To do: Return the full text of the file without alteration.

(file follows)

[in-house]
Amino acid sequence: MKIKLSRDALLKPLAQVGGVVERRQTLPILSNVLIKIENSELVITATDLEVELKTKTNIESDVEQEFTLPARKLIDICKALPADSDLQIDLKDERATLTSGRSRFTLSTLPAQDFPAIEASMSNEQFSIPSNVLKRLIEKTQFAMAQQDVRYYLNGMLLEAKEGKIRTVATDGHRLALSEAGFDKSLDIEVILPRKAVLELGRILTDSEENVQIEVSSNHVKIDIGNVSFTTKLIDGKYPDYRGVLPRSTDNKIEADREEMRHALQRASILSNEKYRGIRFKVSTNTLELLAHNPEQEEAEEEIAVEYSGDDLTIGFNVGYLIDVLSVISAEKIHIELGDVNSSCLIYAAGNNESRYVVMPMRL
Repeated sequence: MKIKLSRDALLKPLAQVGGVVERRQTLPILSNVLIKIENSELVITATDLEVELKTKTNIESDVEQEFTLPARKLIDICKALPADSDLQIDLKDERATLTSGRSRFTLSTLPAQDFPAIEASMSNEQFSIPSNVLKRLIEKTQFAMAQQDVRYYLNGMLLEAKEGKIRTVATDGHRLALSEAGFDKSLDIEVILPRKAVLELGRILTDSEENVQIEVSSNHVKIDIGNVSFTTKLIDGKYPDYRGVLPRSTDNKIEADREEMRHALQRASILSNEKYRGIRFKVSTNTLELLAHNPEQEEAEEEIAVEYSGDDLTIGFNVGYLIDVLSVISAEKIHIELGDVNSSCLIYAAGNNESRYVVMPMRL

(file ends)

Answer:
[in-house]
Amino acid sequence: MKIKLSRDALLKPLAQVGGVVERRQTLPILSNVLIKIENSELVITATDLEVELKTKTNIESDVEQEFTLPARKLIDICKALPADSDLQIDLKDERATLTSGRSRFTLSTLPAQDFPAIEASMSNEQFSIPSNVLKRLIEKTQFAMAQQDVRYYLNGMLLEAKEGKIRTVATDGHRLALSEAGFDKSLDIEVILPRKAVLELGRILTDSEENVQIEVSSNHVKIDIGNVSFTTKLIDGKYPDYRGVLPRSTDNKIEADREEMRHALQRASILSNEKYRGIRFKVSTNTLELLAHNPEQEEAEEEIAVEYSGDDLTIGFNVGYLIDVLSVISAEKIHIELGDVNSSCLIYAAGNNESRYVVMPMRL
Repeated sequence: MKIKLSRDALLKPLAQVGGVVERRQTLPILSNVLIKIENSELVITATDLEVELKTKTNIESDVEQEFTLPARKLIDICKALPADSDLQIDLKDERATLTSGRSRFTLSTLPAQDFPAIEASMSNEQFSIPSNVLKRLIEKTQFAMAQQDVRYYLNGMLLEAKEGKIRTVATDGHRLALSEAGFDKSLDIEVILPRKAVLELGRILTDSEENVQIEVSSNHVKIDIGNVSFTTKLIDGKYPDYRGVLPRSTDNKIEADREEMRHALQRASILSNEKYRGIRFKVSTNTLELLAHNPEQEEAEEEIAVEYSGDDLTIGFNVGYLIDVLSVISAEKIHIELGDVNSSCLIYAAGNNESRYVVMPMRL